Be careful with what I’m about to say. For this idea to be rock-solid, one has to be a raw truth-teller with self. Most of us are complete fabricators inside our own minds. But should we eventually develop honesty with ourselves, the reality I’m about to expound on can be a helpful tool for getting unstuck. The truth is this. Our bodies are wired moral, even when our beliefs and actions are not.
Hypothetically, I attend a party. The atmosphere is lovely. Candles, music, food, good company. I’ve worn clothes that give me the feeling I’m pretty. Friends and I, we chat up a storm, we laugh a lot. As I say goodbye and head into the night, I feel sick and low. I hate myself. But why? Not sure what’s the matter, back home I find myself in kitchen, fridge door ajar, stuffing left-over cold pizza down my throat, even after all the rich tasty food I’d taken in over the course of the evening. Laying in bed, sick to my stomach, now stuffed full from the excess food I’ve devoured, I hate myself even more, tell myself I’m a disgusting pig, and flip on the TV to watch something so I’ll relax. These are the things I recall about my evening, and how I interpret it.
If it’s not food, it could have been a crazy spending spree on amazon, too much alcohol, TV watching, gambling. I could have been working hours into the night on an important project, but all for reasons of numbing out. In other-words, plug in a vice and you get the idea.
Rewind the tape to beginning of the party. For most of us, not all parties end in a numbing binge. Then what might have actually occurred at this party? I may not know. And for good reason. We all try to lock step in doing what we have been taught to do all our lives. To not be thin skinned. To not feel sorry for myself. To make jokes about others who are “too sensitive”. To laugh when someone takes a jab at me. To toughen-up. To look on the bright side. To be other centered. To be cut off from feelings because feelings are fickle things.
These ideas sound mature, solid, even holy. Unfortunately they are quite the opposite. If an out of control life were a tree, choosing to not be “thin skinned” would be it’s roots. Anxiety, depression, obesity, alcoholism, gambling, obsessive working, compulsive credit card use, obsessive-compulsive cleaning …. all things out of control and addictive are the fruits of our insistence on cutting ourselves off from our feelings.
Back to the party. I tell myself I’m excited I get to go to a party tonight. I have a new dress for the occasion, I’ve been waiting for the perfect opportunity to wear this dress. If I were to pay attention to the body God has given me, intact with all kinds of systems, including systems that send out signals called feelings, I’d reach for the dress in my closet and notice that my body is not comfortable with this party. The sick feeling in my stomach is the first signal I get. I’d be curious as to why. As I invite curiosity around the feelings I’m noticing, I’d admit to myself that the main reason I’m attending this party is to gain some ground at work with a project. My body, however, would notify me by way of a knot in my gut, a tight throat, a racing heart, or whatever way it talks to me, that the last time I attended a party for the same reasons with the same people, the ones I was there to impress ended up acting like obnoxious power-mongers, working to out-do each other with stories, seedy jokes and other outlandish behavior. I would pay attention to my body and remember that I promised myself I’d never again use a party to try to gain ground for a work project. My body would feel sick at the memory of the way I was sexualized even mildly, but completely creepy last time I spent an evening with these people - they would be drinking this time, they weren’t drinking the last time round. And because I don’t pay any attention to signals my body is putting out, I arrive at the party, play the game, am ignored by a group of girls I have always felt I could trust, completely locked out of their company because I ware a evening gown and they ware pants and sweaters. I end up hanging with the guys, am flirted with, and sexualized and minimized and the whole attempt at team building is one giant shame.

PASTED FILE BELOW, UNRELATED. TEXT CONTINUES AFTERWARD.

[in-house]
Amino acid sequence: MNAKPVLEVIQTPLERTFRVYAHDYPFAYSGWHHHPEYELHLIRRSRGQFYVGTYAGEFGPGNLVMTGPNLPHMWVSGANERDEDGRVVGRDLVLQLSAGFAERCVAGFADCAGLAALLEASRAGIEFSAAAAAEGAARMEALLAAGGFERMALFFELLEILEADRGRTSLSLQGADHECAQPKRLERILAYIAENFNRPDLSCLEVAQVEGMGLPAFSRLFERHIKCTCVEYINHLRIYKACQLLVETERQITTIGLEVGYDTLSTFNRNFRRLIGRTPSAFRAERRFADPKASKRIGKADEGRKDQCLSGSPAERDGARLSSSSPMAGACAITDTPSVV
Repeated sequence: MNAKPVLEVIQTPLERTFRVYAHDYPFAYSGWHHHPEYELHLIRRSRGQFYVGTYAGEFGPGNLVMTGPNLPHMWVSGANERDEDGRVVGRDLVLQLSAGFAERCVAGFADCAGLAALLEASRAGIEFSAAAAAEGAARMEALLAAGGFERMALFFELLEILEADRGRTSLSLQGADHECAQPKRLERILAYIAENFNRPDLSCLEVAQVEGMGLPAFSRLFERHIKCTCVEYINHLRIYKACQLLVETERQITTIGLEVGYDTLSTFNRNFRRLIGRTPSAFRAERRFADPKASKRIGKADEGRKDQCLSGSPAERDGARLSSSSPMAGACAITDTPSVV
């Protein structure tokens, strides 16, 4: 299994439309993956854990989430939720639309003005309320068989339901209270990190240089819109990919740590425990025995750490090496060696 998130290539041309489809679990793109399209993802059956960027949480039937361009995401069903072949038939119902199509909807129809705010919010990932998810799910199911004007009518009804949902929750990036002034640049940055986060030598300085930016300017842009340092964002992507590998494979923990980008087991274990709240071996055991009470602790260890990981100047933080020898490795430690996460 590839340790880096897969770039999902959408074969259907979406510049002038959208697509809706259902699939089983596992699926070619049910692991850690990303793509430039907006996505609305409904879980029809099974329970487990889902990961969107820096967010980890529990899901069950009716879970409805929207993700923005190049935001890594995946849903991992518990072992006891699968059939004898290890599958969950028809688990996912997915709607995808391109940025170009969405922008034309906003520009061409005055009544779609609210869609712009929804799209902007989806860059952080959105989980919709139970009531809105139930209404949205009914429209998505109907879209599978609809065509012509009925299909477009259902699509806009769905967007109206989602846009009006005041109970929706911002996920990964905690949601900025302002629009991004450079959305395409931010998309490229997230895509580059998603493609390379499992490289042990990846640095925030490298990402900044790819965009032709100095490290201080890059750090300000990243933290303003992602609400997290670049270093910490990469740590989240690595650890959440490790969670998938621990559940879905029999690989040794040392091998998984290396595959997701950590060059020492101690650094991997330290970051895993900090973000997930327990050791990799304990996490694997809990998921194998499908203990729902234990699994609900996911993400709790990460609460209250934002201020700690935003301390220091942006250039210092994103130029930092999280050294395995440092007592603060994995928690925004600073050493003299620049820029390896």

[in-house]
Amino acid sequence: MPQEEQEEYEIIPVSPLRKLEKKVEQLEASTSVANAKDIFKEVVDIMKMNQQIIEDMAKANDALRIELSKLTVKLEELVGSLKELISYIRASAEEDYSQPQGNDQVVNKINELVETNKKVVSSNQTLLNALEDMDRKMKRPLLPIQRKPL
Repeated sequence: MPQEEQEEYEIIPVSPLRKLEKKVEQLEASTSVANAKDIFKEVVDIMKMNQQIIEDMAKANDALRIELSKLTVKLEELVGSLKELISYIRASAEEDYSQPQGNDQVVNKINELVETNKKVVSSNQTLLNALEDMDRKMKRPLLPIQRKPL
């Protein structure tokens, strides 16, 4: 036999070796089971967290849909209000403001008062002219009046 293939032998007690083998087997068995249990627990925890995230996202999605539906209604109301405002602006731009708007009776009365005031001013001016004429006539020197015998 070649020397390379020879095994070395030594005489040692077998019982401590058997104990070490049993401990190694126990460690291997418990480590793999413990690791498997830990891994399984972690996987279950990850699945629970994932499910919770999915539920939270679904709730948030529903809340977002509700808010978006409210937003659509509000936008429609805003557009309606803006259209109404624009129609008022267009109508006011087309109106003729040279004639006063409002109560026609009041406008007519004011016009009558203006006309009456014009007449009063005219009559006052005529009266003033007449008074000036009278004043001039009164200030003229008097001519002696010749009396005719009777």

When I say the body is moral, I am saying that the mind might say what is expected to be said. It might say “It’s important to be able to mingle socially with the people I work with.”, while my body is telling the truth about these particular people, the truth about how non-helpful has been and will be to mingle with them, and what the outcome will most likely be. My body has memory, even when my mind tends to throw out information it does not wish to remember.